BUDGETING, UNEMPLOYMENT, AND INTERNSHIPS

Adjusting your Budget After a Job Loss – The “Cliff Notes” Version

By Neepa Parikh | Director | Office of Career & Life Design

Even before our planet got hit with this panedemic, I limited my news intake. I was protecting myself from unnecessary anxiety that comes with being constantly bombarded with information about the state of the world. However, I know that ignorance is not bliss and as a good citizen of the world, I need to know a bit about what’s going on around me. Enter theSkimm.  In addition to shows like The Daily Show and Last Week Tonight, theSkimm sends an email to me every weekday morning, breaking down the important news of the moment into a palatable and fun-to-read form, with hyperlinks to full stories if you are so inclined.

In addition to these daily emails, theSkimm also provides longer articles that go in-depth on a topic. I think the tips in their recent article How to Adjust Your Budget if You Lose Your Job is a good read for anyone who is trying to save money at this time.

Here are some key takeaways from this article:

  • Understand what your company may be offering you in terms of severance and health insurance
  • Visit your state’s EDD website for Unemployment Insurance information (See below for information about filing in California).
  • See if you qualify for a stimulus check from the Federal Government and how much you may be getting.
  • Review your expenses and where you can make reductions. Think: Spotify, streaming services, unnecessary upgrades, gym memberships, etc.
  • Talk to your lenders and utility companies about relief programs for mortgages, student loans, electric bills, credit cards, etc.

Consider making a list and aim to tackle one bill a day. Setting a realistic goal for dealing with these finances can empower rather than overwhelm you.


Internship of Job Offer Rescinded?

By Neepa Parikh | Director | Office of Career & Life Design

Talentboard.io is an initiative created by URx to support early career individuals who’ve had internship or job offers cancelled due to COVID-19.  They are pulling together resources such as jobs, mentors, and virtual career development webinars to support these individuals. In addition, if you’ve had your internship or job offer rescinded, you can fill out a form on their site and your resume will be put in front of their community of recruiters. Before you upload that resume, send it to careers@ggu.edu for a career consultant to review!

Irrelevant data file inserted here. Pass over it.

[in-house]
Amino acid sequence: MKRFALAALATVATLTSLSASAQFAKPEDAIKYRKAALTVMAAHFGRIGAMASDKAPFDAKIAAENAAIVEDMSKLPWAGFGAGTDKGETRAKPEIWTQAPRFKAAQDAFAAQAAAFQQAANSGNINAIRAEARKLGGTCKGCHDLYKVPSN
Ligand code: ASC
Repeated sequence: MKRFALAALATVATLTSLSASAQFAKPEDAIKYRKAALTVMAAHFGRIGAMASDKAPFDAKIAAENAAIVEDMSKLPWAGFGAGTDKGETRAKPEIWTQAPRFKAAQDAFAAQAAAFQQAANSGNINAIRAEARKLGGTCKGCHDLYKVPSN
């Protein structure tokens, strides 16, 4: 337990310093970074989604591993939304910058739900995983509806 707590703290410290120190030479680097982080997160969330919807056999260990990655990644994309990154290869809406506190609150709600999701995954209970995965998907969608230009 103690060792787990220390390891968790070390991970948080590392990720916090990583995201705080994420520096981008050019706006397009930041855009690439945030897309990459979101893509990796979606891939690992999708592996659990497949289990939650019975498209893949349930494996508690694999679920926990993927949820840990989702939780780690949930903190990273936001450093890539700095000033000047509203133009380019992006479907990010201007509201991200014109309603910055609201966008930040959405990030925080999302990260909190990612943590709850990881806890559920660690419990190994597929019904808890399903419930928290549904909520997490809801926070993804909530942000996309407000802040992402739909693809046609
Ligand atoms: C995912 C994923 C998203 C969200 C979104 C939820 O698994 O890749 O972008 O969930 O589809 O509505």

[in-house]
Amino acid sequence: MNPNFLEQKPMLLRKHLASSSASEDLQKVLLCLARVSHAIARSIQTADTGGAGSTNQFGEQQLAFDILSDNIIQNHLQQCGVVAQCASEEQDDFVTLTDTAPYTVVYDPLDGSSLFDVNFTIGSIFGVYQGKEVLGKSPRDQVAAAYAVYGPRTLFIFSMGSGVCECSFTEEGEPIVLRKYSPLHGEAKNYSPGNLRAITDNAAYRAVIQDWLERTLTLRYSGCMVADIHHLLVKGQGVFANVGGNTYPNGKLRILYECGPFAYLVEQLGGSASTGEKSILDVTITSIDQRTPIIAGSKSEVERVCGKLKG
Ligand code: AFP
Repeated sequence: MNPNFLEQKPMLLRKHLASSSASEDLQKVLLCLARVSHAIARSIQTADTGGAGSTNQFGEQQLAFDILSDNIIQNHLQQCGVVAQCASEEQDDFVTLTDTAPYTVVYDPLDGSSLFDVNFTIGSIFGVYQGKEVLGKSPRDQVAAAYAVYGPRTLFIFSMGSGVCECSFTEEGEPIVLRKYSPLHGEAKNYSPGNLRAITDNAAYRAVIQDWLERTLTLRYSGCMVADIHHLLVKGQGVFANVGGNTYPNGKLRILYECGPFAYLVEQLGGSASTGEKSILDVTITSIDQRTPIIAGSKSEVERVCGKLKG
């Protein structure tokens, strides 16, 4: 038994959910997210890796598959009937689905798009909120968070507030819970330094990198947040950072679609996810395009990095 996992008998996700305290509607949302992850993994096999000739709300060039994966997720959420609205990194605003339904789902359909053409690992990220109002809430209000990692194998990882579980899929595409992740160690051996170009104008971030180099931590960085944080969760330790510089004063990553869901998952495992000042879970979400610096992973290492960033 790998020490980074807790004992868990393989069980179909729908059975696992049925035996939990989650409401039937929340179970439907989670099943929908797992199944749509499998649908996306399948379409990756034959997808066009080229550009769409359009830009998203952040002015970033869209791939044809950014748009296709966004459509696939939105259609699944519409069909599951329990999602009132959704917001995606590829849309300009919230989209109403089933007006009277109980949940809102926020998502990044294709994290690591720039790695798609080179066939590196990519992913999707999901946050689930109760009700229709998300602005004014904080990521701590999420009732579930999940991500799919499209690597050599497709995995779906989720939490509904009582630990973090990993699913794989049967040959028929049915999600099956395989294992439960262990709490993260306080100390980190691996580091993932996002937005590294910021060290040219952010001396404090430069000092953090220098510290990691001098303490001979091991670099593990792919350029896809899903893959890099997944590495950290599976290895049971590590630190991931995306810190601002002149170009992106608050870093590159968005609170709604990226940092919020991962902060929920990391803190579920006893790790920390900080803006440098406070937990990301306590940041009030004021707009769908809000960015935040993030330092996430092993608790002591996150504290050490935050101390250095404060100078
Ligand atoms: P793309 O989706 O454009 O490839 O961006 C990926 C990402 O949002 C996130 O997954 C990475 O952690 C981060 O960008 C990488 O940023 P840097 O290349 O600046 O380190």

Disclaimer: We are not endorsing this program, but simply offering it as a resource. Please use at your own discretion.


Filing For Unemployment Insurance

By Neepa Parikh | Director | Office of Career & Life Design

If you’ve recently lost your job, consider applying for Unemployment Insurance benefits. The Employment Development Department page has COVID-19 specific information about filing in California. Here are some highlights from this site:

  • Sick or quarantined: If you’re unable to work due to having or being exposed to COVID-19 (certified by a medical professional), you can file a Disability Insurance (DI) claim.
  • Caregiving: If you’re unable to work because you are caring for an ill or quarantined family member with COVID-19 (certified by a medical professional), you can file a Paid Family Leave (PFL) claim.
  • Child’s School is Closed – If your child’s school is closed and you have to miss work to be there for them, you may be eligible for Unemployment Insurance benefits.
  • Reduced Hours – If your employer has reduced your hours or shut down operations due to COVID-19, you can file an Unemployment Insurance (UI) claim.
  • Self-employed: You may have benefits available leftover from your work with a previous employer

This link has some general eligibility information. For example, here are some highlights for non-US citizens:

  • To collect UI benefits, you must show that you were in satisfactory immigration status and authorized to work in the United States when earning the wages you used to establish your claim.

You must also give proof that you are currently in satisfactory immigration status, and are authorized to work each week that you claim benefits.


Your Weekly Dose of Zen

Podcast Review of Managing in the Midst of COVID-19

By Peter DeHaas | Director, Disability Resources and Academic Accommodations | Golden Gate University

In this episode, Peter Levine, Ph.D. reviews some techniques to reduce stress that are very meditative and calming. He discusses the importance of staying connected to people through this time and makes the distinction of “Physical Distancing” versus “Social Distancing” as the terminology can be confusing. Socializing is still very important even if it is via a platform like Zoom. Dr. Levine offers some additional tips during this episode:   

  • Engage in a basic breathing exercise – inhale in and exhale out a “VOOM” sound
  • Address thoughts as they come up and then let them go
  • Take time with yourself, listen to music that moves you, or dance with your partner
  • Recognize that there is a great opportunity for transformation

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